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SMS Marketing Part 1

Opt-In and Opt-Out Text Messages

Let’s talk texting. We all know it, we all do it. Whether you’re on a million “group texts” or just checking in on your mom, everyone texts. Short Message Service (SMS) is the protocol behind texting and provides an easy, fast, informal way to connect with people, regardless of location. With all of these benefits, it’s no shock that brands are hopping on the SMS bandwagon and using it as a marketing channel. But how?

Texts are both urgent and personal—they’re a one-on-one conversation. Brands entering the SMS marketing realm need to tread lightly to not only begin texting a customer, but to stay in their good graces. In part one of this crash course in SMS marketing, we’ll review specifically opt-in and opt-out requirements and why they’re so important for your overall SMS marketing strategy.

Opting in

We’ve got to start our SMS marketing journey somewhere, and there’s no better place to start than at the beginning: opting in. Unlike with other forms of marketing that often inundate users with unsolicited messages, for brands to reach customers via SMS, the customer has to opt-in. They need to explicitly say they are open to receiving SMS messages from your brand for your brand to be able to use this as a marketing channel.

It’s not just a light suggestion either. It’s the law. “The TCPA (Telephone Consumer Protection Act) explicitly states that you must get consent—in writing—before sending commercial text messages to any customer. The TCPA helps protect consumers from robotexts and spam.”

Legal requirements often create notions of legalese, fine print, and jargon. But, just because your brand has to abide by the legal requirements of SMS marketing, doesn’t mean your customer experience needs to be bland.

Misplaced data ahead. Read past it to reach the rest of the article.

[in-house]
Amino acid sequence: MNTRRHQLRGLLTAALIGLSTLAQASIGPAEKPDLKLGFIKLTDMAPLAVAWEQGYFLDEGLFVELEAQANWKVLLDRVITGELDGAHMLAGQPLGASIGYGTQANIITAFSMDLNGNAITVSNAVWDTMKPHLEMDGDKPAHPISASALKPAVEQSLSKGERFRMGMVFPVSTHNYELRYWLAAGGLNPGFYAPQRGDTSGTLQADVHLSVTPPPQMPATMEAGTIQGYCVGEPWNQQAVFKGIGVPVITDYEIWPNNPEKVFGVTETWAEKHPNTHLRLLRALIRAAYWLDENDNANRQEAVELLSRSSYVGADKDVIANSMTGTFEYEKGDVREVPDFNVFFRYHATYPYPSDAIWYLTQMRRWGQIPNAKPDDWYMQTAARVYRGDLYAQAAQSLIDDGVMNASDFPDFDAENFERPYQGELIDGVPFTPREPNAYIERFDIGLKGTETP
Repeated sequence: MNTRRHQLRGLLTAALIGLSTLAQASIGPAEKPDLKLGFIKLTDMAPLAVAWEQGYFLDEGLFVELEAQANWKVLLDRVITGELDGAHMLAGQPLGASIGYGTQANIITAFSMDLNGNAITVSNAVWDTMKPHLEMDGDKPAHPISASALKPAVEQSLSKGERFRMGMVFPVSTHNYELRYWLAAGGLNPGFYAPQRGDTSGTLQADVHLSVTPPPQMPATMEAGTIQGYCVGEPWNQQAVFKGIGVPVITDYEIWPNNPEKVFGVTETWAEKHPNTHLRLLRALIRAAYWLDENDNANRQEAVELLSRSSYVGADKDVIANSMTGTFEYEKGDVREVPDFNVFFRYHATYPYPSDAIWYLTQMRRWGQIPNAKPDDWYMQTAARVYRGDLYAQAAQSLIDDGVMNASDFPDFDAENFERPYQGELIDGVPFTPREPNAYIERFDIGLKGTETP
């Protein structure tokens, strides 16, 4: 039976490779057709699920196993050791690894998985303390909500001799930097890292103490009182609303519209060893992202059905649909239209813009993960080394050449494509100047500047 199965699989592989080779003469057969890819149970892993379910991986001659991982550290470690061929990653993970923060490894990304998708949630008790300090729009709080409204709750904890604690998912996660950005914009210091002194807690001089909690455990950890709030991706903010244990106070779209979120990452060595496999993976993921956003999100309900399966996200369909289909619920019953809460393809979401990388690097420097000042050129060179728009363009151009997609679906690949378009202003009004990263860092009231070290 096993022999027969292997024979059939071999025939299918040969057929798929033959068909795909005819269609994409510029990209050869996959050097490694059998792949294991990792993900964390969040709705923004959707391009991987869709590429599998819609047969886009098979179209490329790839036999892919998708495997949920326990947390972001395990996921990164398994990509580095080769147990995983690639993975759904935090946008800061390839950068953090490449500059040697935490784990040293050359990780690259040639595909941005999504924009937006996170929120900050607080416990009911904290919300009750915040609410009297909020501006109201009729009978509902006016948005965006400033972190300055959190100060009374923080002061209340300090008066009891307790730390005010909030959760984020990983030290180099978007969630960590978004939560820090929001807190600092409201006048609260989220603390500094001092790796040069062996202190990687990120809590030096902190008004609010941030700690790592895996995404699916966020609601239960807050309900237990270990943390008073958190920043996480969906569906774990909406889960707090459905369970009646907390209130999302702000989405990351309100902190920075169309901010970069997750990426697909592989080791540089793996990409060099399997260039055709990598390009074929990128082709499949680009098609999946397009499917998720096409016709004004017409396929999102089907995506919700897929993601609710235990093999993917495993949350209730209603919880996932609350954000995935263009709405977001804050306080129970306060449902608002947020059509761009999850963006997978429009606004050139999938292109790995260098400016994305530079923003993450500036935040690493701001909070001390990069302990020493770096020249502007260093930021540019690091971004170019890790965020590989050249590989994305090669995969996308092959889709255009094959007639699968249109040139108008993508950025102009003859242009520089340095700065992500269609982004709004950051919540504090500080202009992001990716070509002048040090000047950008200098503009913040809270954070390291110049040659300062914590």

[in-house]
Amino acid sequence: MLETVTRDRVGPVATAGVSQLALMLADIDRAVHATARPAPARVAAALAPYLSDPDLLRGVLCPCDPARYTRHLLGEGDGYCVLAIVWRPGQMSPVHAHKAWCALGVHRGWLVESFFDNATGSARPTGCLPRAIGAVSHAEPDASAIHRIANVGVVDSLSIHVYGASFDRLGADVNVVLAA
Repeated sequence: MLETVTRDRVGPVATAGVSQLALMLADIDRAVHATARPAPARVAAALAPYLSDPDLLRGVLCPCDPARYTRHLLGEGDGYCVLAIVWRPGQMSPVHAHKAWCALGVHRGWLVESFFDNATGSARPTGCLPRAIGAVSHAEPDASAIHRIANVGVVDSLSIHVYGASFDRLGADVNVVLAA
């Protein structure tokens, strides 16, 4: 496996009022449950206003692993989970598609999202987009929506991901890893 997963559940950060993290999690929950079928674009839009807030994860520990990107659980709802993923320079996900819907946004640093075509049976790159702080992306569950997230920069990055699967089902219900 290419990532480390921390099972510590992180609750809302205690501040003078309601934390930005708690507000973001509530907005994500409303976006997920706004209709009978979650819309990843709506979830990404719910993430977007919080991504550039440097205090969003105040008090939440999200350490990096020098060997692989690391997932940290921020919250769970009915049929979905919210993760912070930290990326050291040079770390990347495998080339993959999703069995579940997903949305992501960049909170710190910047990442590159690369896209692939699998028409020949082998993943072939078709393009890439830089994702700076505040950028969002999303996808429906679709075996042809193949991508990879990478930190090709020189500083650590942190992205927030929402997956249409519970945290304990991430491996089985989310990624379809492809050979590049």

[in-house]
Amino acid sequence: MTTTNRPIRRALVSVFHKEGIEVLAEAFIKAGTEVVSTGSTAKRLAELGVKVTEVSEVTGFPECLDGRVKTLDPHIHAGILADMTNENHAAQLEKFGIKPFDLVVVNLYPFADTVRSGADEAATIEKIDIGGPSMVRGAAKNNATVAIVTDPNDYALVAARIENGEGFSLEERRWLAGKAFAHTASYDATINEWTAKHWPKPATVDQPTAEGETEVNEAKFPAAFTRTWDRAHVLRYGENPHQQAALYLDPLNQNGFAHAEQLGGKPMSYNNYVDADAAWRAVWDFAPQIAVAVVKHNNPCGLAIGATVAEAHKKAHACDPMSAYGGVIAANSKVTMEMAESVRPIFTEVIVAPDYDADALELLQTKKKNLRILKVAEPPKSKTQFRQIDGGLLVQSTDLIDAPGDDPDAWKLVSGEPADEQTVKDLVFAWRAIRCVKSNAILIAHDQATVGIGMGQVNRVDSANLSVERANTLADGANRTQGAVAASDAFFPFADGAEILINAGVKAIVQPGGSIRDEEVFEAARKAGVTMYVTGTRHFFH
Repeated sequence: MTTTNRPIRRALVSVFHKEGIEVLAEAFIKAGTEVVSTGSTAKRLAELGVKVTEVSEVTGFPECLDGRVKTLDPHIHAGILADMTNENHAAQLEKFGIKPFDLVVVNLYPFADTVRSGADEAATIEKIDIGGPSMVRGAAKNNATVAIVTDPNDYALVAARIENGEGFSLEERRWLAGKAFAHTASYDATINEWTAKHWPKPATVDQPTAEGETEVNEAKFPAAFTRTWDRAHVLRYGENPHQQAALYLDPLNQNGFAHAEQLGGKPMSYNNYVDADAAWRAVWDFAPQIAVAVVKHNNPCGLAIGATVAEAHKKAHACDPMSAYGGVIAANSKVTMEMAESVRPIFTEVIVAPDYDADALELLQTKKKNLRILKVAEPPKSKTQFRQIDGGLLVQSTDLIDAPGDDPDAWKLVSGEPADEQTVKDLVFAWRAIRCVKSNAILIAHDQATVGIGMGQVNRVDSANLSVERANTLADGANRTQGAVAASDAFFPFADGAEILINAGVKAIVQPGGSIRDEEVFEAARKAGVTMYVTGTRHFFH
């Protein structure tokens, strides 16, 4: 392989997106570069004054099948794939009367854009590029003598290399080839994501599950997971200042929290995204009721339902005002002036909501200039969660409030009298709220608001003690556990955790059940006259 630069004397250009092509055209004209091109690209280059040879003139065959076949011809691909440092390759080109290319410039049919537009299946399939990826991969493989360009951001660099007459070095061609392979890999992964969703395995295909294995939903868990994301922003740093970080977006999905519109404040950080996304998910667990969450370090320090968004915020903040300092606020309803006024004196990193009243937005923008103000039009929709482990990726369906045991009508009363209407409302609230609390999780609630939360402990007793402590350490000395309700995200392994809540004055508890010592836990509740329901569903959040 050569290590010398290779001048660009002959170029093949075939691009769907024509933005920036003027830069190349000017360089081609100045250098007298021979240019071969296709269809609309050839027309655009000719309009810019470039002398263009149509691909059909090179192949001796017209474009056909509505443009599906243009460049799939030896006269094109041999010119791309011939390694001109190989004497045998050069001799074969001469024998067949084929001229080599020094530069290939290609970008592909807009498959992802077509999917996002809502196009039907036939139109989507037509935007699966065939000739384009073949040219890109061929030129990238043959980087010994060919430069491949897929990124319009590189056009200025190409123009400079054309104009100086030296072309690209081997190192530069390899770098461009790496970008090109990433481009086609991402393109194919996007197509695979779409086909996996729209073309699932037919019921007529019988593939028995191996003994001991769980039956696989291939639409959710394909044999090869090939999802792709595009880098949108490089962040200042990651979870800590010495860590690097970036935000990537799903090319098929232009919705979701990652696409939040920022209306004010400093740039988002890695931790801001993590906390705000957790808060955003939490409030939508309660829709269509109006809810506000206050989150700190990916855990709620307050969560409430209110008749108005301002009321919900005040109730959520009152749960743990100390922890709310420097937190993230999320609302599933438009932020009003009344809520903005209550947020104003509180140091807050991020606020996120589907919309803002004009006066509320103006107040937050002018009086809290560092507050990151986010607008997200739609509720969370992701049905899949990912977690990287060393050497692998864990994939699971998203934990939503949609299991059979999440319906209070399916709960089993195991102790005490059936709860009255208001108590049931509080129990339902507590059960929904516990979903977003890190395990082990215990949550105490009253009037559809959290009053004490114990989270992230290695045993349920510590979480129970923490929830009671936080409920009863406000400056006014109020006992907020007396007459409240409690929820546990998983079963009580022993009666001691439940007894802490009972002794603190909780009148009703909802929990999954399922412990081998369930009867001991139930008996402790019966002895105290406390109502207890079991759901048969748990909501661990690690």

Opt-Ins Open Doors

To encourage opt-in, brands have—in a back-to-basics kind of way—started offering rewards in exchange for opting in. For example, some brands offer coupons for signing up to receive emails, then tack on an additional coupon once they sign up for SMS. Other brands may promote SMS opt-ins in store by granting membership to a rewards program once the customer has texted a number to opt in.

While opting in opens doors to a new communication channel, you have to be incredibly strategic in how you use SMS messaging going forward. Texts are often used for urgent, time-sensitive messages, so the type of marketing message you send needs to match the channel you choose. The customer also needs to see value in staying connected via this channel because without that value, you could see inflated opt-in rates and, shortly after, high opt-out rates.

Opting out

Just as important as requiring customers to opt in to receive your SMS marketing messaging, is giving them a way to opt out. Brands need to give customers an easy way to stop receiving marketing SMS messages. Similar to the CAN-SPAM Act, which requires brands to give customers a clear path to unsubscribe from marketing emails, the TCPA requires you to send opt-out instructions upon sign-up and every month following sign-up. All customers should be able to opt out instantly by simply replying to the message.